As we move on to part two of the Oscar snub discussion, we’ll focus on the leading actor and actresses aka The Richard Burton Category. I trust that you read the first article detailing the worst snubs in the supporting category and if not just click here.
Now, whether you think that someone was snubbed must depend on your opinion of their competition in that given year, and again each person’s opinion is completely subjective. This is why many film critics feel that there’s no such thing as a snub - basically saying that our view of a snub is based on our personal opinion and prejudices.
But, instead of lecturing people on their taste in films, film critics should attempt to educate people in the aspects of what exactly makes a film or acting performance superior to others. Yes, it’s still the individual critic’s opinion, but let’s not let all those film studies classes that sit idly on our resumes go to waste.
So often, film reviews sound like something the critic wrote while typing with one hand, holding a thesaurus in the other with a list of technical film phrases pulled up on their computer. Most reviews I’ve read feel as if the critic is focusing much more on the quality of his or her writing and not the quality of the film they are reviewing. The purpose of a film critic should be to use the knowledge that they have to help the reader understand what’s good or bad about a film and why, not to suck all of the attention to themselves and their ego-driven writing. If English majors have to google the words you’re using to understand what you are trying to say, then you are missing the entire point of why you’re writing.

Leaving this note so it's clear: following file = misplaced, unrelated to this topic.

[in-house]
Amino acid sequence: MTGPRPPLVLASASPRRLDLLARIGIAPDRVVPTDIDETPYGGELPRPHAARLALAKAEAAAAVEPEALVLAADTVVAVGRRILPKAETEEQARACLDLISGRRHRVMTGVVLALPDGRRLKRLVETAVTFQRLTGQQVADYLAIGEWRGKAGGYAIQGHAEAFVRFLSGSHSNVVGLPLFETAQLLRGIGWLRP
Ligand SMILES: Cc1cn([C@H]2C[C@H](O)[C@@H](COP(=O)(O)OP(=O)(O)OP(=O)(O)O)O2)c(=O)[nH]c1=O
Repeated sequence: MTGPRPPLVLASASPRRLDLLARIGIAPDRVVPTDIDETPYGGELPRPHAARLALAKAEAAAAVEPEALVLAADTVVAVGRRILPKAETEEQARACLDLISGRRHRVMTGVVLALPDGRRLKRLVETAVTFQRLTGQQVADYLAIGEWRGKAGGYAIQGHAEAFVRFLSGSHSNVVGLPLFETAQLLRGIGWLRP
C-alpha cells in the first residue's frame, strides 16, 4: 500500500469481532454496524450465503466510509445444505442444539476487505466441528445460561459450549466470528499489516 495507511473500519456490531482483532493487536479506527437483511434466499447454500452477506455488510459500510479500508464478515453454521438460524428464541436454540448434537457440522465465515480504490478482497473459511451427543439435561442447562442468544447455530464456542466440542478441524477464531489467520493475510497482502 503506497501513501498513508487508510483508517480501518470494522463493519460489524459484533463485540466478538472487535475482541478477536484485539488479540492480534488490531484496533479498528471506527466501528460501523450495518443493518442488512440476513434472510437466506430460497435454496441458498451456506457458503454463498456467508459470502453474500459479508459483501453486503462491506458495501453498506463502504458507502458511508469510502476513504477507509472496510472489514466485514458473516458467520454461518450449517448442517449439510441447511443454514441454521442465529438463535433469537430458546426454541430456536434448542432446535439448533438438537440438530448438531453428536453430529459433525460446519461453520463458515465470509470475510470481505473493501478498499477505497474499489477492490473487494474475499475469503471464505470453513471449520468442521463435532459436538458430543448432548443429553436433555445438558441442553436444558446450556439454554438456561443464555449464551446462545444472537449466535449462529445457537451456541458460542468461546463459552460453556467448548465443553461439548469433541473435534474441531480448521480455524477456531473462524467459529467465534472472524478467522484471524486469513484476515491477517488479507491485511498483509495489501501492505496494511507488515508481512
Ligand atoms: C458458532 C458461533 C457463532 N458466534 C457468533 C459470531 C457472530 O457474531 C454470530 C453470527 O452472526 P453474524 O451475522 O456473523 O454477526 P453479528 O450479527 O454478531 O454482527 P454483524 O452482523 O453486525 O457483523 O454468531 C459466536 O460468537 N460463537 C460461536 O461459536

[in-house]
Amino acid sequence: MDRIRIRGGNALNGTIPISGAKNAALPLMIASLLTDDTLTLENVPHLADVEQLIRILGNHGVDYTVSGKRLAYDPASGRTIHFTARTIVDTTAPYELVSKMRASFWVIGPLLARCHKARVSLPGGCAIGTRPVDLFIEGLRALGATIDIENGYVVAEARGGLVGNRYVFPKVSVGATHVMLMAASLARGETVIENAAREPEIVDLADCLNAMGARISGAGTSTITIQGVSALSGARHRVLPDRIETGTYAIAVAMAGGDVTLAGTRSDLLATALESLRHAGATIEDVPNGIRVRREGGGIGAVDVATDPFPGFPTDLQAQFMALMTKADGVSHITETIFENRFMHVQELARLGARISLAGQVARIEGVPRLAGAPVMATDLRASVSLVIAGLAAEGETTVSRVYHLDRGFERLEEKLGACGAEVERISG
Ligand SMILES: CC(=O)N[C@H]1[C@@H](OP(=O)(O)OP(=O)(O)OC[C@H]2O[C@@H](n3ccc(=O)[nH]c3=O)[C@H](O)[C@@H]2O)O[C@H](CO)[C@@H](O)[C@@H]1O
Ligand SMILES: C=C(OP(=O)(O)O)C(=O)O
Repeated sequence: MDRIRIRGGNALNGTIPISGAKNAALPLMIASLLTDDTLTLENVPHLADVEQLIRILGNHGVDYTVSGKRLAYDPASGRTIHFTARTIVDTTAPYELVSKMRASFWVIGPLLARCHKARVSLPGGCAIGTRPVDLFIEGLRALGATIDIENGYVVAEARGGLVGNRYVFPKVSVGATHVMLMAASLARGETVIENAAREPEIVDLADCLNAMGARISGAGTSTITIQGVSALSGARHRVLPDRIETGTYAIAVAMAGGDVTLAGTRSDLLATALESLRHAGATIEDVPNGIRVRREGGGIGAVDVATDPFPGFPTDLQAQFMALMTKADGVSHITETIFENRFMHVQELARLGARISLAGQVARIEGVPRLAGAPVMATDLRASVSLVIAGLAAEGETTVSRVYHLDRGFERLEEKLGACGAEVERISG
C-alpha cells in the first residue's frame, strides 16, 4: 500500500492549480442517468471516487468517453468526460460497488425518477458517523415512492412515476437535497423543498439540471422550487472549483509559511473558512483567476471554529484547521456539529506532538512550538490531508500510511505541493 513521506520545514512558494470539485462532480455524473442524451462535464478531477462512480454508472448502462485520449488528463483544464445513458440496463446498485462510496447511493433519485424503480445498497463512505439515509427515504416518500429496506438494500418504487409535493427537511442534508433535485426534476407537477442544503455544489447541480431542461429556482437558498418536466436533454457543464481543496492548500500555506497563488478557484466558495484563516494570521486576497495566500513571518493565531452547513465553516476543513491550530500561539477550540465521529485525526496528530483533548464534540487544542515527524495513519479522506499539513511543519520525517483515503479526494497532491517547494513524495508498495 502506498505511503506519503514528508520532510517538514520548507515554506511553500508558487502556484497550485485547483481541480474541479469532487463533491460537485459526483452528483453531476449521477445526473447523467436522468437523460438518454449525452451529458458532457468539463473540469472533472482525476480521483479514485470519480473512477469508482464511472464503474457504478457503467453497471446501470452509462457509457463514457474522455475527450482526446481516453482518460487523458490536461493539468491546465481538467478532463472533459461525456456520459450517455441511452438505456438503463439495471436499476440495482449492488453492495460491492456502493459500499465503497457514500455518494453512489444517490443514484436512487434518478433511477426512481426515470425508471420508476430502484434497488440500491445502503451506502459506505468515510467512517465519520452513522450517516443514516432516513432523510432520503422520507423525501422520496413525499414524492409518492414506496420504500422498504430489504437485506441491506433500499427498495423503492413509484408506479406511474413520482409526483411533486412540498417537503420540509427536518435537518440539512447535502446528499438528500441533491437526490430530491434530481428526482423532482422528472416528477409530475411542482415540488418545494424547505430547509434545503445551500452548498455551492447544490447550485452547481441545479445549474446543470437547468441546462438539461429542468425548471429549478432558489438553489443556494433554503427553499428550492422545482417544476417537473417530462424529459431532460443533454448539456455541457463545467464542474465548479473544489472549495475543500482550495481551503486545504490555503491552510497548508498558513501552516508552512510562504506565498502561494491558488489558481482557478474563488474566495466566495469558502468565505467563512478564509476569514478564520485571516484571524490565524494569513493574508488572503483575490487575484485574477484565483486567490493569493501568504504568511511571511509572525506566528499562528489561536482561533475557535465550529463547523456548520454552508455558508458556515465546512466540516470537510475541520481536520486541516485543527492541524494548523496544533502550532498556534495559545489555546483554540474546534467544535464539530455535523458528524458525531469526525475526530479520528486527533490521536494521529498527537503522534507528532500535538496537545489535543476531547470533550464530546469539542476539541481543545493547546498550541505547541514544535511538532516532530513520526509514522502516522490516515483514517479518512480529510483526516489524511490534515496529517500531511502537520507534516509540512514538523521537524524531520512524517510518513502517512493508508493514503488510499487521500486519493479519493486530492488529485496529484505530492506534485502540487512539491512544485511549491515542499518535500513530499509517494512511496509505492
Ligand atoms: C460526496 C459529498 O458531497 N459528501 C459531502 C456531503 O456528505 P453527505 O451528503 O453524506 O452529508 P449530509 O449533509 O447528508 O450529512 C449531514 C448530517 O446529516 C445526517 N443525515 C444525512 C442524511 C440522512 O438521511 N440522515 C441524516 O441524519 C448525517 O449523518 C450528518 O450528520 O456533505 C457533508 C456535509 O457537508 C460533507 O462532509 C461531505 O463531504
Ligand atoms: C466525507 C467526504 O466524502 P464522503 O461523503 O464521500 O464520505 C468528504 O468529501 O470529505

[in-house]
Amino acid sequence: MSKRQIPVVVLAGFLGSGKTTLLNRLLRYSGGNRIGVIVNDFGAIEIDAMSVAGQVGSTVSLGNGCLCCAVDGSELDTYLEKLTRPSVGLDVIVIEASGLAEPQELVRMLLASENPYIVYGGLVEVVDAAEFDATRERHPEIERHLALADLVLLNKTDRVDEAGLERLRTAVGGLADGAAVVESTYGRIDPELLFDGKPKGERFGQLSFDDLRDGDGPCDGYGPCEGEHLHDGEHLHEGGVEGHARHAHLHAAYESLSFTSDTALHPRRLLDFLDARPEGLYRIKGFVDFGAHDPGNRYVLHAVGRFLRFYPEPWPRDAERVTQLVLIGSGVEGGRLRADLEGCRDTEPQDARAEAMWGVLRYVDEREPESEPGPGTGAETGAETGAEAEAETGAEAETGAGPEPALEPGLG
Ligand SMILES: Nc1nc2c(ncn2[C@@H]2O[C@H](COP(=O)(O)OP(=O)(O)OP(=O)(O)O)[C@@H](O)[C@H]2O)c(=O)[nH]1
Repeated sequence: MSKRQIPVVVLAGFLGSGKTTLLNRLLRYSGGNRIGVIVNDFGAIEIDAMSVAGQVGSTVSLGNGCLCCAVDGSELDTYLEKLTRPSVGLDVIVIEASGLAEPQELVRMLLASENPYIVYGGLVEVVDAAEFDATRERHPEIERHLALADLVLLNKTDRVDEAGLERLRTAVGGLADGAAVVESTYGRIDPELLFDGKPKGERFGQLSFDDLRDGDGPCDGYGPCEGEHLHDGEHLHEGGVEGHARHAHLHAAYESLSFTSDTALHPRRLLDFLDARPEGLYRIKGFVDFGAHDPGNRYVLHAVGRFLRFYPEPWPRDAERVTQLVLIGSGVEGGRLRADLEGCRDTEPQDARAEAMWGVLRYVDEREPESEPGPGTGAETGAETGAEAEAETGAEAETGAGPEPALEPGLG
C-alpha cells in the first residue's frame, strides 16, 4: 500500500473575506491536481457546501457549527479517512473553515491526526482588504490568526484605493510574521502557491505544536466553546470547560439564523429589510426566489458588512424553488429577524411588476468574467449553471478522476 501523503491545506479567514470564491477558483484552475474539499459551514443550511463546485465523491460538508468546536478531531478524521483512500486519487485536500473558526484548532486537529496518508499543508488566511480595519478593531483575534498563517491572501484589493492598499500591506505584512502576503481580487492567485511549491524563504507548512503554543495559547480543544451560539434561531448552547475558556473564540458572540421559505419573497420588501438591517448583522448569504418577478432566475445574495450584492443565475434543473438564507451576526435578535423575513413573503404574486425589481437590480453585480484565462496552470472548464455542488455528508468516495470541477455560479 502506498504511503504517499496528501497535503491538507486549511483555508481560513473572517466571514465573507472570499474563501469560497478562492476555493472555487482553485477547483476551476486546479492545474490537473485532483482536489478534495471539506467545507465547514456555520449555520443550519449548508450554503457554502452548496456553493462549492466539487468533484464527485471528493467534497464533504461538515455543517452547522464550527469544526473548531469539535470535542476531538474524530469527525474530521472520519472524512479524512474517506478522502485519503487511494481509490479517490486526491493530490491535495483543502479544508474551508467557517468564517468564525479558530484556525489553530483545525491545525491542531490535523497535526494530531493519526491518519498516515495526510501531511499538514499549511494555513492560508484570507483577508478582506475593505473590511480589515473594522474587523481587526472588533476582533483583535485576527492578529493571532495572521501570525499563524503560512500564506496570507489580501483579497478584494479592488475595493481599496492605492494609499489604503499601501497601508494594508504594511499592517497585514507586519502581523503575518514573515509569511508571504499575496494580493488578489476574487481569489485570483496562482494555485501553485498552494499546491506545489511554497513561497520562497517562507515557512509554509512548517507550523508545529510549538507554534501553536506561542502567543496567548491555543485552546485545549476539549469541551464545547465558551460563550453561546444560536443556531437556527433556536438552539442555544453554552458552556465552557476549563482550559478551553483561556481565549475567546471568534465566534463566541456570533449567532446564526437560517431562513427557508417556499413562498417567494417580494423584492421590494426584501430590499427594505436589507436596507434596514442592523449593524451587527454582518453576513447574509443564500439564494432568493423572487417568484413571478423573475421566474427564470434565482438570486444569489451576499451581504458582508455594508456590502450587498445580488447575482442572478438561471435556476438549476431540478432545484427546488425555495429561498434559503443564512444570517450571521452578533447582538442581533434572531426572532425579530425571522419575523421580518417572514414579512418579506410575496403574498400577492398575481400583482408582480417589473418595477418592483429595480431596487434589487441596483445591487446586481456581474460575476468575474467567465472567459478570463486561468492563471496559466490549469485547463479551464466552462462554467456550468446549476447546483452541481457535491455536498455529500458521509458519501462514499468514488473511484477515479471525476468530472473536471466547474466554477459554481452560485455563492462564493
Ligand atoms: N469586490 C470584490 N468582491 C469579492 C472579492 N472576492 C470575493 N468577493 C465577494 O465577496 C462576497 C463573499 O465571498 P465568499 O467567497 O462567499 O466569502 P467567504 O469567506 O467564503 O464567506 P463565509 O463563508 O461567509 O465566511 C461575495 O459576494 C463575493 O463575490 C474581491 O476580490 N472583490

Critics seem to be writing reviews for other critics instead of the everyday person who may not have such an extensive vocabulary. So while you’re writing, ask yourself this question. What is the major goal of your film critiques? Is it to help regular people understand your opinion or to impress any Rhode Scholars that might take time away from quantum mechanics to read your piddly review?
Now that I’ve finished my spiel, we’ll move on to the topic of snubs in the Best Actor/Actress category. Think about this list of stars: Tom Cruise, Brad Pitt, Leonardo DiCaprio, Paul Giamatti, Samuel L. Jackson, Bruce Willis, Matt Damon, Johnny Depp, John Malkovich, Robert Downey Jr., Gary Oldman, Edward Norton, Harrison Ford and Will Smith. These are some of the highest grossing actors the past 25 years, but they have one more thing in common; none of them have ever won an Oscar for acting. Perhaps they just weren't the best the years they were nominated. Or perhaps the voters are completely out of touch with the very art they are tasked with awarding.
The following list deals with a few of these actors and others who’ve been snubbed for the Best Actor/Actress Oscar award, which I’ve named “The Richard Burton Category”. Burton was nominated for best actor seven times and left empty-handed every time. This could have been called “The Peter O’ Toole Category” for the recently deceased acting legend who was nominated on eight separate occasions without winning, but in my humble opinion Burton’s performance as George in the 1966 classic “Who’s Afraid of Virginia Woolf?” is one of the finest performances ever put on screen.
The groundbreaking film single handedly brought about the end of the old MPAA ratings for its language and adult content – content that would appear relatively pedestrian by today’s standards. It was also nominated for 13 Oscars, winning five, but somehow the Academy completely snubbed Burton. I should warn you that it is a black and white film based on a play; but if you can pry yourself away from talking robots, aliens, and shootouts for a few hours, please sit down and watch this film and try not to be amazed by Burton’s ferocity.
That being said…To the slideshow!